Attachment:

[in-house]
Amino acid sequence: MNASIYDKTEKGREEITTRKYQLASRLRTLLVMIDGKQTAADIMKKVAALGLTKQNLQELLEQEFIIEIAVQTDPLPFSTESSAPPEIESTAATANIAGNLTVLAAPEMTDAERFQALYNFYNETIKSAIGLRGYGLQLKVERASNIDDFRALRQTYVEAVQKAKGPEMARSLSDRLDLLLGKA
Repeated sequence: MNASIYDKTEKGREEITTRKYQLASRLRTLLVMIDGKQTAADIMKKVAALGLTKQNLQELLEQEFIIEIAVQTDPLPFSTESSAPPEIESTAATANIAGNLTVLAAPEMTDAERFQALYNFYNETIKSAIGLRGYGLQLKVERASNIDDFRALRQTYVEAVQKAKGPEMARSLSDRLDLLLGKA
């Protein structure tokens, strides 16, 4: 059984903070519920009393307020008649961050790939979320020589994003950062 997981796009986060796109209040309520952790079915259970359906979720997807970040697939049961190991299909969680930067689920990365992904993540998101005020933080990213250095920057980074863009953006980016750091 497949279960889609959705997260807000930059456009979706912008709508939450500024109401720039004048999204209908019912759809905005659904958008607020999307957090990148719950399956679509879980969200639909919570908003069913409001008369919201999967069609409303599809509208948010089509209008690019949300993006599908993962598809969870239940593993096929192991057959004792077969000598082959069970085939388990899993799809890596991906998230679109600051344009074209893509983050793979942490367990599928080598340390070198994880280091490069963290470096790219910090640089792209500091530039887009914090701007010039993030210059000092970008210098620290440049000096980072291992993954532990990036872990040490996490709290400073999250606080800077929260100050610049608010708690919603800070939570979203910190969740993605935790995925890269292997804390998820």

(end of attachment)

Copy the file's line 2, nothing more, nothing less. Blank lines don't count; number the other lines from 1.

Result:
Amino acid sequence: MNASIYDKTEKGREEITTRKYQLASRLRTLLVMIDGKQTAADIMKKVAALGLTKQNLQELLEQEFIIEIAVQTDPLPFSTESSAPPEIESTAATANIAGNLTVLAAPEMTDAERFQALYNFYNETIKSAIGLRGYGLQLKVERASNIDDFRALRQTYVEAVQKAKGPEMARSLSDRLDLLLGKA